The ‘Open Track’ software tool was used to simulate a typical metro (train length 24 m, weight 47.9 t), S-Bahn train (train length 60 m, weight 148 t), regional multiple unit (train length 72 m, weight 170 t) and high-speed train operating in China (train length 200 m, weight 442 t). The simulated metro, S-Bahn train and regional multiple unit journeys used the LZB/ETCS Level 2/ETCS Level 3 train control systems, while the high-speed train (operating in China) used CTCS-3, which is comparable to ETCS Level 2.

Representative curve radii, gradients, distances between stations and typical station stop times for passenger boarding and alighting were selected to ensure that the results were as realistic as possible. The simulation used deceleration values of between 0.5 m/s2 and 1.5 m/s2 in order to ensure that the different operational adhesion values encountered when switching between aboveground and underground sections of the line were also represented as realistically as possible. Deceleration was increased by 0.1 m/s2 for each simulation interval. The simulations were carried out for both dry and wet track conditions.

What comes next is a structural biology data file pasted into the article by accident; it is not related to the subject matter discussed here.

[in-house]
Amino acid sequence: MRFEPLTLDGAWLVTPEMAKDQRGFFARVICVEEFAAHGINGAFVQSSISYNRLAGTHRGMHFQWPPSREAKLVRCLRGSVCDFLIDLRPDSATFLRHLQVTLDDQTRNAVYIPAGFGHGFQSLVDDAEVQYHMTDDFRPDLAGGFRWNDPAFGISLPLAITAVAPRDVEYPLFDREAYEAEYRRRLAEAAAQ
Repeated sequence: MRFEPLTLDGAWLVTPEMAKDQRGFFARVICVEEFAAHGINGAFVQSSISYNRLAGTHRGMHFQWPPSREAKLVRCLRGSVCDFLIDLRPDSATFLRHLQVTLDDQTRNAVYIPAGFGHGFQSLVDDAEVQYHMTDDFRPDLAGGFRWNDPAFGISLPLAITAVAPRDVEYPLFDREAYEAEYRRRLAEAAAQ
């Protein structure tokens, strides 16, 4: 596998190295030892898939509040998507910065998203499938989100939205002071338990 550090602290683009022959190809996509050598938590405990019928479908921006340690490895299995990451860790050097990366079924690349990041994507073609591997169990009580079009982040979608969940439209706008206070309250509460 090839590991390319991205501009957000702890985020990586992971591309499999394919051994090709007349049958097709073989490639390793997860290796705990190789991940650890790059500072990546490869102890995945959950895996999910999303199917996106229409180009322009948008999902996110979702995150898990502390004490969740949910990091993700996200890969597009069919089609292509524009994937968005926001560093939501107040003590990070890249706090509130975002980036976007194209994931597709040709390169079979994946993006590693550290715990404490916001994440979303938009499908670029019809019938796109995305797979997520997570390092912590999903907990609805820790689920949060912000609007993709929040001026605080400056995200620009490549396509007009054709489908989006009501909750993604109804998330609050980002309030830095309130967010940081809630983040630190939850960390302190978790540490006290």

Since the OpenTrack simulation software does not calculate precise braking curves for different approach speeds, the simulations only used average instantaneous deceleration values. The relatively short brake build up times were taken into account for the trains simulated using the ETCS Gamma model with direct EP brakes. Using this approximation, it can be assumed that the simulation of the journey time between two stations is sufficiently accurate.

High potential for metro, S-Bahn train and high-speed applications

The results of the simulation show that in some cases there is significant potential for improving infrastructure capacity utilization. The theoretical headway reductions that could be achieved on a dry track – first and foremost due to the lower braking distance variation – are in the following ranges: metros: 9% – 19%, S-Bahn trains: 9% – 16%, regional multiple units: 1.5% – 4%, and high-speed trains (China): up to 20%.

The variations in the theoretical headways are due to the different operating and line parameters and the difference between fixed blocks (Level 2) and moving blocks (Level 3) in the ETCS train control system.